Today we’re going to take a look at the innovations in solar technology in recent years and how it has changed the world around us, and check out some of the novel uses for solar technology.
The first and most relevant one to those of us who want to reduce our electricity bills is the use of solar innovations to generate residential electricity. The number of homes generating solar power that are connected to the electricity grid is growing year on year, and great subsidy programs in countries who appreciate the value of solar alternatives and how important it is for our future are helping it to catch up with fossil fuel based systems.
Solar innovations in building
Newer buildings are being constructed with photovoltaic panels integrated into them, sometimes with solar cells actually being used as roof tiles! This solves a lot of the problems people have with the aesthetics of solar panels.
The fact that solar innovations can be used for off grid systems means that areas which were previously inconvenient to inhabit due to their distance from electrical power grids are now an option for holiday homes, farms, etc. Solar power can be used in such remote areas to power water pumps to get a fresh water supply to them from wells or other sources as well.
Solar alternatives everywhere
In standalone devices, solar power has proved an invaluable innovation. Chances are if you drive on the highways, you’ve seen that the emergency phones that line the hard shoulder have solar panels on top of them these days. This completely eradicates the need for an electricity supply to them saving millions of miles of cabling and the work associated with it. The same is true of modern parking meters, road signs, and so on.
Solar street light
Solar street lighting is also gaining prominence. LED driven street lights have an extremely high efficiency, meaning they need very little current to operate and they have a very long lifetime making them ideal to be twinned with daytime solar charging and allowing them to become standalone electric devices that don’t need to be connected to the electricity grid.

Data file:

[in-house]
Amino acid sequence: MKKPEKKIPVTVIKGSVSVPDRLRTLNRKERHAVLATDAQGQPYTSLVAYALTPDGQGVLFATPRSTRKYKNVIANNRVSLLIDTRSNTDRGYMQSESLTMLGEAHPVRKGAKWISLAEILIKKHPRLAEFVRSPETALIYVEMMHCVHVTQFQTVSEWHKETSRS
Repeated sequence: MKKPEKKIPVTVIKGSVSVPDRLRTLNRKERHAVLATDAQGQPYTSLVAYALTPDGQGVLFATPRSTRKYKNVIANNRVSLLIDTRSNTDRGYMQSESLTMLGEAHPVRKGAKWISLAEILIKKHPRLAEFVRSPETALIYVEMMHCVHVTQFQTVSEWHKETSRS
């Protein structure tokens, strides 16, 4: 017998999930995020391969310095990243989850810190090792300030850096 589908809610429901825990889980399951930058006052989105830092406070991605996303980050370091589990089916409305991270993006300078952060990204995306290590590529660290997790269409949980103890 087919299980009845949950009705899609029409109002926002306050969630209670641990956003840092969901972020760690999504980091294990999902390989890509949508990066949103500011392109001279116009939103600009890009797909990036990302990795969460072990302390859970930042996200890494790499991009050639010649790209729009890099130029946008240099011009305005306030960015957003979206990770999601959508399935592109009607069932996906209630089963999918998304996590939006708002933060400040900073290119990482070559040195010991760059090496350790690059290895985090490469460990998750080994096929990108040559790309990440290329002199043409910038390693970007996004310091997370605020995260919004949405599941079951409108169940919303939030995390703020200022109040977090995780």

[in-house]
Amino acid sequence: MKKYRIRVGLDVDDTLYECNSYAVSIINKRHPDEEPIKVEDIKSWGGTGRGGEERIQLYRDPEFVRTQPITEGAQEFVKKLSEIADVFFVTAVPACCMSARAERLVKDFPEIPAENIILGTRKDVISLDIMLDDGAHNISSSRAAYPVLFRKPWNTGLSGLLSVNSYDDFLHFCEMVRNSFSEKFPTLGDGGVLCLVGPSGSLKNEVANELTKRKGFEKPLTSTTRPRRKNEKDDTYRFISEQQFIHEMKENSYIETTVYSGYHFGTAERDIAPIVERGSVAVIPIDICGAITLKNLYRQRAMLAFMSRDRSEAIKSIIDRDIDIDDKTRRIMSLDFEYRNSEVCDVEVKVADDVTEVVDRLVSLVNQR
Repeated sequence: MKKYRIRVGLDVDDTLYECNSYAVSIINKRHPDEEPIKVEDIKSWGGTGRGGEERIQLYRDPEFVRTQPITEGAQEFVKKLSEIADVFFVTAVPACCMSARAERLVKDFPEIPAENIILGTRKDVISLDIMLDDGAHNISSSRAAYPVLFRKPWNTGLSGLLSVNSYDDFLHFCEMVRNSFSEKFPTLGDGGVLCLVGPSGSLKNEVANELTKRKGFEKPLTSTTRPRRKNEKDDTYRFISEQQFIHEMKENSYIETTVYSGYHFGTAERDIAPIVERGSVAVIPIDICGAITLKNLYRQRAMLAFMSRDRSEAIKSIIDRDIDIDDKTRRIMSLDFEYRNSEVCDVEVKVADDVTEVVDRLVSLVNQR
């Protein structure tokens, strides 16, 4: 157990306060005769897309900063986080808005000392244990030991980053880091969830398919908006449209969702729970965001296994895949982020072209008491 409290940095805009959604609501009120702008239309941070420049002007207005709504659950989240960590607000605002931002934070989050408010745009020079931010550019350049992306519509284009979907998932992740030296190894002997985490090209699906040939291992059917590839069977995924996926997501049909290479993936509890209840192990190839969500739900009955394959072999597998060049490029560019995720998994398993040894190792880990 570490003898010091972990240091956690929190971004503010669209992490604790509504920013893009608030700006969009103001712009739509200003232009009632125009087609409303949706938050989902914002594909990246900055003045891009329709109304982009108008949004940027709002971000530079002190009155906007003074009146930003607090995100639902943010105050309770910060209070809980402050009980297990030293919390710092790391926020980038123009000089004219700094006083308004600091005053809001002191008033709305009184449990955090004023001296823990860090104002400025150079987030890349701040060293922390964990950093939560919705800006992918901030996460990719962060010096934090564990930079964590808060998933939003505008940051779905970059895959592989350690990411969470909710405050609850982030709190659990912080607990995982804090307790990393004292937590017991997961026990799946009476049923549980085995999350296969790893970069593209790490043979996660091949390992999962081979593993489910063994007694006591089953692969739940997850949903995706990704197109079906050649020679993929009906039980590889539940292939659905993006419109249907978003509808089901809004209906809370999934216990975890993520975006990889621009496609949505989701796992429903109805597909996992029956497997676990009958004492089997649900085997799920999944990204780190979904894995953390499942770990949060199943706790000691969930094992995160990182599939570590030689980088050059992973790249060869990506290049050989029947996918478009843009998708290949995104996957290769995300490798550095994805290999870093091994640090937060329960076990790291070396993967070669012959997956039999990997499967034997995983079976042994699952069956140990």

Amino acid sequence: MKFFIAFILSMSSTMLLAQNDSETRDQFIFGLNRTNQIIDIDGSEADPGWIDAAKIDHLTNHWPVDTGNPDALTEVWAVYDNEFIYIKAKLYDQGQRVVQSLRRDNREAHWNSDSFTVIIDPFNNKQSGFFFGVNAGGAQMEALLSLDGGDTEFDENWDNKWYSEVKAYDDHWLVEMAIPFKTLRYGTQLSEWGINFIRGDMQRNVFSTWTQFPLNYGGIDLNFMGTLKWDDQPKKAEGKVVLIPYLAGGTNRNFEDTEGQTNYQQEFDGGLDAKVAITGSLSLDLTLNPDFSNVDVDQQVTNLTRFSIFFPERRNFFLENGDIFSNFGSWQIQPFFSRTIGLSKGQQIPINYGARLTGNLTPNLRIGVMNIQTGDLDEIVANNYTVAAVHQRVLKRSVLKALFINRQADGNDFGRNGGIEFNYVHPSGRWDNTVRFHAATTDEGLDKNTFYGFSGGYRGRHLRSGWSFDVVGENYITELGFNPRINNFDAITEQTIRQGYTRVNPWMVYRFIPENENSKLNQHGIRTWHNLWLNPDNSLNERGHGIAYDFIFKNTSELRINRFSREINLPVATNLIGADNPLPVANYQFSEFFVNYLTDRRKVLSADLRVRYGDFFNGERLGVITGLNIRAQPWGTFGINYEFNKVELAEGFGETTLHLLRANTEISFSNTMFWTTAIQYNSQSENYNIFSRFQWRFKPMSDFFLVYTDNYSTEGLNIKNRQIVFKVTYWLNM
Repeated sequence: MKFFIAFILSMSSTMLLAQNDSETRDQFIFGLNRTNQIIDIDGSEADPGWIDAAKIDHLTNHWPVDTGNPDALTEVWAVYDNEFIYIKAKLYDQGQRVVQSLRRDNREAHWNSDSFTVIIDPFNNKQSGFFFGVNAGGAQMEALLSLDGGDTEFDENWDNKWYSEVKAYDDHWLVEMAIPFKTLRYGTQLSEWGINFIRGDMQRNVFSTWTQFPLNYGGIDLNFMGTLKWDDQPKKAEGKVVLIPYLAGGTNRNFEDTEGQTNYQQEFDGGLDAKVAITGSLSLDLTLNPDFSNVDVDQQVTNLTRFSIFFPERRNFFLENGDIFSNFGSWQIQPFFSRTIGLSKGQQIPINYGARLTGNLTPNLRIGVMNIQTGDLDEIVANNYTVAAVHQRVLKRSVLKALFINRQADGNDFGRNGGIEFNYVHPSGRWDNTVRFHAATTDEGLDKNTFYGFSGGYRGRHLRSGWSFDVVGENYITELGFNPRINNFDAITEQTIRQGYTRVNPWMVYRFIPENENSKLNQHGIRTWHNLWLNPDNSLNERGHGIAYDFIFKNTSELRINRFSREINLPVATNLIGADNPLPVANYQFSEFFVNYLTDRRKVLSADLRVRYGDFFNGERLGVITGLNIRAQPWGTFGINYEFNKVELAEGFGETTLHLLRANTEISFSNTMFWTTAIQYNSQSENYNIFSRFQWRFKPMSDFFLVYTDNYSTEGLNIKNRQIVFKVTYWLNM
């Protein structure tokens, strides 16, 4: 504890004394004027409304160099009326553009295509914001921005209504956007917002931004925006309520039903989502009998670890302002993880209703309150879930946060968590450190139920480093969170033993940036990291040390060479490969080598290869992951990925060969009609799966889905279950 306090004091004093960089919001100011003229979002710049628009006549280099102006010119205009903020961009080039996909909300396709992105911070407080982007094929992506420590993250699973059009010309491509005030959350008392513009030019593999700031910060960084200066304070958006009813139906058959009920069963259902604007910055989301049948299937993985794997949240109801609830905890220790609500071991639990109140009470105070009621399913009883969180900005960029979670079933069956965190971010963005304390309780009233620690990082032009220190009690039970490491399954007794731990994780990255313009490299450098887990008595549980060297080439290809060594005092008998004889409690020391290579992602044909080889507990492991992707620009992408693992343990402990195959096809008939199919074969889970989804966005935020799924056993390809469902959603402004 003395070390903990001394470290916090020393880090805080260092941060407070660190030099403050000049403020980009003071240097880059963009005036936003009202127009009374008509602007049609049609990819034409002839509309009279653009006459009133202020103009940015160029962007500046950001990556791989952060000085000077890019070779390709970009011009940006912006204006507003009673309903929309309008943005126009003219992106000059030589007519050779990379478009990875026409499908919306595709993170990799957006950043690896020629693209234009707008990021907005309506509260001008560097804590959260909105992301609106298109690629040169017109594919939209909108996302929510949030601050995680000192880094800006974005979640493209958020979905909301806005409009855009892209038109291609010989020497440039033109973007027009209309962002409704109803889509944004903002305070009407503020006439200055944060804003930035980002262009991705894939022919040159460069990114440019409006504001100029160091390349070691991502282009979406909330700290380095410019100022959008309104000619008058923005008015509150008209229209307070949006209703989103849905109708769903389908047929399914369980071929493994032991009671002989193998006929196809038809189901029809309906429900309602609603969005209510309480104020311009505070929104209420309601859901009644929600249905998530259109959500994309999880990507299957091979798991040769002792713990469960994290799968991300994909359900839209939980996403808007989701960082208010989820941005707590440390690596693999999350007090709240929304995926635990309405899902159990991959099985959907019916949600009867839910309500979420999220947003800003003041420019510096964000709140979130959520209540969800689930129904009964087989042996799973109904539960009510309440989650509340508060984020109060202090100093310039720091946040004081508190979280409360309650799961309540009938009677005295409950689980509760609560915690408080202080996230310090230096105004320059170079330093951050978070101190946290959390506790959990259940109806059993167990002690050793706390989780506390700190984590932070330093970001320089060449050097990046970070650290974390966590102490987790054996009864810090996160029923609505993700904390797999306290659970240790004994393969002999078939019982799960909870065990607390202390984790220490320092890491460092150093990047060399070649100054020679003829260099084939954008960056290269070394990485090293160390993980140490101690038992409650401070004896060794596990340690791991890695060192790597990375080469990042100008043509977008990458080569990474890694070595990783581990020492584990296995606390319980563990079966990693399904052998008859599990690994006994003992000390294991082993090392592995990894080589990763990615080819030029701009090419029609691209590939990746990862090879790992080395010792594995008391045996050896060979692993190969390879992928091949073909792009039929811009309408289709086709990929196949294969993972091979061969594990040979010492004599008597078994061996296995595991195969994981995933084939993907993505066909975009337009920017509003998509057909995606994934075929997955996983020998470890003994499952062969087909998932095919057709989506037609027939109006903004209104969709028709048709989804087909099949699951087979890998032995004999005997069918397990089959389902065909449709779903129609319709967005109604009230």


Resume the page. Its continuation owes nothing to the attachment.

Solar energy highway
An ambitious project in Sicily, Italy involves integrating solar panels right into the highway. A 19 mile stretch on the island of Sicily is going to have panels integrated into the roadway to power the street-lighting (solar street light) , tunnel fans, and emergency phones. The estimated energy from the solar highway is thought to be in the region of 12 GW per year!
A more adventurous project in solar technology involves harnessing the sun’s energy in space using satellites and relaying it to earth, which would minimise losses by being able to transmit the energy to particular locations on earth from the satellites. Of course, the cost involved with launching these satellites is probably prohibitively expensive for now. An even more ambitious plan has been suggested, that involves covering the surface of the moon with solar panels and sending the energy back to earth! For now, I think that’s the stuff of science fiction novels J
Solar powered car
The promise of a solar car which would make commuters oil free is an exciting prospect, but the truth is that solar panels on top of a car could only generate a few hundred watts at best, and even a modest compact car has an engine with a power output of 50kW. Even with extreme streamlining and weight reduction it seems unlikely that a fully solar powered car is feasible. At the moment it seems the best we can hope for is an onboard solar energy system which contributes to charging the battery of an electric car.
Solar powered airplane
However, there have been test flights of a solar powered airplane and believe it or not, a round the world flight is planned for 2013! The Solar Impluse has managed speeds of 75 mph at 28,000 feet with its massive 207 foot wingspan. It has 400 kg of batteries on board and a whopping 35,000 solar cells to keep it powered and airborne. It is quite impressive and awe inspiring to think that nothing but the sun’s energy can facilitate a craft like this to fly, just don’t expect to be hopping on a solar powered 747 for an intercontinental flight any time soon!
As you can see, solar power as a concept is growing and growing. Researchers and engineers are coming up with more ambitious projects to harness as much of this green, free energy as possible. The future is certainly exciting for solar power! If you’re interested in getting on board the solar highway, pay us a visit at the Solar Hub to get the lowdown!